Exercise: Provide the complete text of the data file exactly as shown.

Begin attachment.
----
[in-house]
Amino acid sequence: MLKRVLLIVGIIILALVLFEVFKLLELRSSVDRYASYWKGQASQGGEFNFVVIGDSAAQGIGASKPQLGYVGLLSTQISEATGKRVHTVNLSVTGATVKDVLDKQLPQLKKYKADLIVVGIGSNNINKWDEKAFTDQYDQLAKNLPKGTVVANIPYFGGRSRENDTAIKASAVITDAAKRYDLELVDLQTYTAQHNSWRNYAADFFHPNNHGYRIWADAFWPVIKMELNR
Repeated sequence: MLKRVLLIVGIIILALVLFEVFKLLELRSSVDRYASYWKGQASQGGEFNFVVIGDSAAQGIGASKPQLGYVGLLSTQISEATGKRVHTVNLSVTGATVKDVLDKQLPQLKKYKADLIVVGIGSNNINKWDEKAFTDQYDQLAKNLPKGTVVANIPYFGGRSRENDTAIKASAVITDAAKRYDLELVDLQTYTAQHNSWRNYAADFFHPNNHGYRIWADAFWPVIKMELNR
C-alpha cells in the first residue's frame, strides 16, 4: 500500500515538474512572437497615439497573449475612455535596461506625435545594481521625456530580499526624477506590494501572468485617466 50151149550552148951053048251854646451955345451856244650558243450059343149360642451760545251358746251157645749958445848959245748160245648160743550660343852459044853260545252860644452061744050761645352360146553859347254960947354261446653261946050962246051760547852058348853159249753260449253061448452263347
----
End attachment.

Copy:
[in-house]
Amino acid sequence: MLKRVLLIVGIIILALVLFEVFKLLELRSSVDRYASYWKGQASQGGEFNFVVIGDSAAQGIGASKPQLGYVGLLSTQISEATGKRVHTVNLSVTGATVKDVLDKQLPQLKKYKADLIVVGIGSNNINKWDEKAFTDQYDQLAKNLPKGTVVANIPYFGGRSRENDTAIKASAVITDAAKRYDLELVDLQTYTAQHNSWRNYAADFFHPNNHGYRIWADAFWPVIKMELNR
Repeated sequence: MLKRVLLIVGIIILALVLFEVFKLLELRSSVDRYASYWKGQASQGGEFNFVVIGDSAAQGIGASKPQLGYVGLLSTQISEATGKRVHTVNLSVTGATVKDVLDKQLPQLKKYKADLIVVGIGSNNINKWDEKAFTDQYDQLAKNLPKGTVVANIPYFGGRSRENDTAIKASAVITDAAKRYDLELVDLQTYTAQHNSWRNYAADFFHPNNHGYRIWADAFWPVIKMELNR
C-alpha cells in the first residue's frame, strides 16, 4: 500500500515538474512572437497615439497573449475612455535596461506625435545594481521625456530580499526624477506590494501572468485617466 50151149550552148951053048251854646451955345451856244650558243450059343149360642451760545251358746251157645749958445848959245748160245648160743550660343852459044853260545252860644452061744050761645352360146553859347254960947354261446653261946050962246051760547852058348853159249753260449253061448452263347